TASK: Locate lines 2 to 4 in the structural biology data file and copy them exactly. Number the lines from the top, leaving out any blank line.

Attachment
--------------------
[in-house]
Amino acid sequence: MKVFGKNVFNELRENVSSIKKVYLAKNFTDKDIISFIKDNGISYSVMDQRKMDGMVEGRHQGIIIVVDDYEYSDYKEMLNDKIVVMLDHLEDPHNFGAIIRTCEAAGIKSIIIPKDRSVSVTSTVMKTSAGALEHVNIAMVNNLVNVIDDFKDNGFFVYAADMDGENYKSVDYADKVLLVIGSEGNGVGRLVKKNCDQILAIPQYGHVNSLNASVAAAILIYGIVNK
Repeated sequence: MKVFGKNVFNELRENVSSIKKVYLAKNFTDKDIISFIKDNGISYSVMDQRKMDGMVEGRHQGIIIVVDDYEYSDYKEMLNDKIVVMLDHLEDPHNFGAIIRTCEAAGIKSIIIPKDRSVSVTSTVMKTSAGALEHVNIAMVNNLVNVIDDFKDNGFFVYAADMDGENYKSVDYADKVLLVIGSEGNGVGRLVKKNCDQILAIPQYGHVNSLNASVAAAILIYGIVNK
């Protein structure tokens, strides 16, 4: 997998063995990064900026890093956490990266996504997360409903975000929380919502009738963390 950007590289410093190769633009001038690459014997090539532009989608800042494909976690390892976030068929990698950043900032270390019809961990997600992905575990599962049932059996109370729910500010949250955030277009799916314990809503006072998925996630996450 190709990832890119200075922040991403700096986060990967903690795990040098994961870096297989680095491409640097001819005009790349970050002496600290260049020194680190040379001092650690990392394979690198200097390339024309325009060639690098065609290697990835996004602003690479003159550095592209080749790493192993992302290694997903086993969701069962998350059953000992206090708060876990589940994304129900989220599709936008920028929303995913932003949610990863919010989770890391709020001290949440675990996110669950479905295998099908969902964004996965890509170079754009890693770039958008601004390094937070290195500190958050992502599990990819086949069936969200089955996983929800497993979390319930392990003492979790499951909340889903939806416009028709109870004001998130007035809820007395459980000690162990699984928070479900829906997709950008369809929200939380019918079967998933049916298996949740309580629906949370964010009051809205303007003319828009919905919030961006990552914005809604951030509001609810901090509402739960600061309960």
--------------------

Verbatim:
Amino acid sequence: MKVFGKNVFNELRENVSSIKKVYLAKNFTDKDIISFIKDNGISYSVMDQRKMDGMVEGRHQGIIIVVDDYEYSDYKEMLNDKIVVMLDHLEDPHNFGAIIRTCEAAGIKSIIIPKDRSVSVTSTVMKTSAGALEHVNIAMVNNLVNVIDDFKDNGFFVYAADMDGENYKSVDYADKVLLVIGSEGNGVGRLVKKNCDQILAIPQYGHVNSLNASVAAAILIYGIVNK
Repeated sequence: MKVFGKNVFNELRENVSSIKKVYLAKNFTDKDIISFIKDNGISYSVMDQRKMDGMVEGRHQGIIIVVDDYEYSDYKEMLNDKIVVMLDHLEDPHNFGAIIRTCEAAGIKSIIIPKDRSVSVTSTVMKTSAGALEHVNIAMVNNLVNVIDDFKDNGFFVYAADMDGENYKSVDYADKVLLVIGSEGNGVGRLVKKNCDQILAIPQYGHVNSLNASVAAAILIYGIVNK
């Protein structure tokens, strides 16, 4: 997998063995990064900026890093956490990266996504997360409903975000929380919502009738963390 950007590289410093190769633009001038690459014997090539532009989608800042494909976690390892976030068929990698950043900032270390019809961990997600992905575990599962049932059996109370729910500010949250955030277009799916314990809503006072998925996630996450 190709990832890119200075922040991403700096986060990967903690795990040098994961870096297989680095491409640097001819005009790349970050002496600290260049020194680190040379001092650690990392394979690198200097390339024309325009060639690098065609290697990835996004602003690479003159550095592209080749790493192993992302290694997903086993969701069962998350059953000992206090708060876990589940994304129900989220599709936008920028929303995913932003949610990863919010989770890391709020001290949440675990996110669950479905295998099908969902964004996965890509170079754009890693770039958008601004390094937070290195500190958050992502599990990819086949069936969200089955996983929800497993979390319930392990003492979790499951909340889903939806416009028709109870004001998130007035809820007395459980000690162990699984928070479900829906997709950008369809929200939380019918079967998933049916298996949740309580629906949370964010009051809205303007003319828009919905919030961006990552914005809604951030509001609810901090509402739960600061309960």